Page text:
When Tim saves the people in the gorgon’s garden, he becomes their hero. Heroism is a returning motif in this volume. Zoe tells Tim that Hera cast an invisibility curse on Hercules so no one would know him and that would make him stop being a hero. Tim thought that Hercules could also have been a celebrity hero in the modern world, saving people; he then thinks “she obviously had no concerns about Tim ever becoming a famous hero, so she hadn’t bothered to make him invisible”. (p. 144). Tim’s self-esteem is quite low, he does not think he could match these famous heroes. He does not realize that he is already a hero, just be caring for others (for example the bully Leo).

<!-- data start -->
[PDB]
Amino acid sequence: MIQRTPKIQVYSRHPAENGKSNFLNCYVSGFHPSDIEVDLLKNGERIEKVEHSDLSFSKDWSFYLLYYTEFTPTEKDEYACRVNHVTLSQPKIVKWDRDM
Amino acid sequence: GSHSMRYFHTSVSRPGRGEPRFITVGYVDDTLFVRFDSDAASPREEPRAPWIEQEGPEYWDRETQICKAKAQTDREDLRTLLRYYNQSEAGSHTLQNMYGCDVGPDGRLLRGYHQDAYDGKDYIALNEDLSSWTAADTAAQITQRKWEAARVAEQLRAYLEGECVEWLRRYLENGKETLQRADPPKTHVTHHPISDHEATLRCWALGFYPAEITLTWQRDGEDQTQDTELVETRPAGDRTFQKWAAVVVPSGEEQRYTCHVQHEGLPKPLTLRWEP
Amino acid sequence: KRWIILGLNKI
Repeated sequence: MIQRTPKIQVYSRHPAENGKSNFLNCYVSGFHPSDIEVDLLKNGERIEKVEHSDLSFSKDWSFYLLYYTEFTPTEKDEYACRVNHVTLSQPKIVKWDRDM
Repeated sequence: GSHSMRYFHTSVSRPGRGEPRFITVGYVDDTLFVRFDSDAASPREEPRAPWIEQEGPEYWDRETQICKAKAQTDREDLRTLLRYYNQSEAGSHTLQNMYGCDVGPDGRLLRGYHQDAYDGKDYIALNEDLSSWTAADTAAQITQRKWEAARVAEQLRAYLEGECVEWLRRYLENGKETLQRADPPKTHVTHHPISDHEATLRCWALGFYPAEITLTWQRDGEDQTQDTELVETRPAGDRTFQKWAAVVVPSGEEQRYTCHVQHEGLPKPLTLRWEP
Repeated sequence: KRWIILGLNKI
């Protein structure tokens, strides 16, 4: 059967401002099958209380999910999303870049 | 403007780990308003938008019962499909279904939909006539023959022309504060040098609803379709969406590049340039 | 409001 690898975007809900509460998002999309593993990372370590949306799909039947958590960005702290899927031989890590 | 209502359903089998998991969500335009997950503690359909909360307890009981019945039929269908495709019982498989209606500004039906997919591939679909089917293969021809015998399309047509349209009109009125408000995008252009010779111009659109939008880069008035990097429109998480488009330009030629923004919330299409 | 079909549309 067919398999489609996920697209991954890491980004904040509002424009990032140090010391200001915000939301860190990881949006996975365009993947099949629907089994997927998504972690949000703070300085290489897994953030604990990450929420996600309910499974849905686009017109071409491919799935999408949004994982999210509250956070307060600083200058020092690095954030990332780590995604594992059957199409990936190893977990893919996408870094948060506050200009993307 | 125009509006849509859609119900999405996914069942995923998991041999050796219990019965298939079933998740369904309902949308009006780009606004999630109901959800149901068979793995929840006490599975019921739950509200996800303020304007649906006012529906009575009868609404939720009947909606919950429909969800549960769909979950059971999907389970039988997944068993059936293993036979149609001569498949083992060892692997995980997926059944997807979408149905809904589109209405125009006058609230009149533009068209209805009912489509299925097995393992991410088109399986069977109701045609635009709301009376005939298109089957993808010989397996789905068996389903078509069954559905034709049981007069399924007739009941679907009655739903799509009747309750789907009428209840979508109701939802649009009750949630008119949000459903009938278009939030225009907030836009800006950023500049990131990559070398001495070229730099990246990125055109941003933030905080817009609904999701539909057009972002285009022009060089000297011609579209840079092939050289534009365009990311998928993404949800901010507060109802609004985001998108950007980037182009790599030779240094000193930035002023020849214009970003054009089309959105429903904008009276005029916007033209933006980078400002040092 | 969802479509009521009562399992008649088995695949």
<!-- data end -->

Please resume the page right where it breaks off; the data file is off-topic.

The novel develops Tim’s reflections on his grief for his dead father, and his relationship with Zoe, the girl from ancient Greece. Through this adventure, Tim and Zoe begin to know each other better; he even tells her about his family and that his father passed away. Tim does not like to talk about it, yet he decides to tell Zoe, “waiting for the awkward outpouring of sympathy that was the usual reaction when he told people. But all Zoe did was hold his hand and squeeze it.” (pp. 88–89). Tim does not like to tell people about his father since their reactions seem unnatural and awkward to him; the author here refers to people’s dealing with death, especially in relation to young children, indicating that sometimes they just need a hug or an encouraging touch, rather than empty words. The story is meant to encourage empathy and understanding of different emotions.